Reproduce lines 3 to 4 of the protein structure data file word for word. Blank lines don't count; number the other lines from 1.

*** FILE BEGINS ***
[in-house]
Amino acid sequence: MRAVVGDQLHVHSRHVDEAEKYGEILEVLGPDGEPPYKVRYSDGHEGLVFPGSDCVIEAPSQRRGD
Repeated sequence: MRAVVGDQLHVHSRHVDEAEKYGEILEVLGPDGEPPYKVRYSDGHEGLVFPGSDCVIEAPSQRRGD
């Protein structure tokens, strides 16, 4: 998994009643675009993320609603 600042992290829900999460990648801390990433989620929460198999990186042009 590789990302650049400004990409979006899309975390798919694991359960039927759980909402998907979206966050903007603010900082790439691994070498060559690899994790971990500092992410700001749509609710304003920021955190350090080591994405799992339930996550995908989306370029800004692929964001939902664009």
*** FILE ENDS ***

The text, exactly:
Repeated sequence: MRAVVGDQLHVHSRHVDEAEKYGEILEVLGPDGEPPYKVRYSDGHEGLVFPGSDCVIEAPSQRRGD
């Protein structure tokens, strides 16, 4: 998994009643675009993320609603 600042992290829900999460990648801390990433989620929460198999990186042009 590789990302650049400004990409979006899309975390798919694991359960039927759980909402998907979206966050903007603010900082790439691994070498060559690899994790971990500092992410700001749509609710304003920021955190350090080591994405799992339930996550995908989306370029800004692929964001939902664009």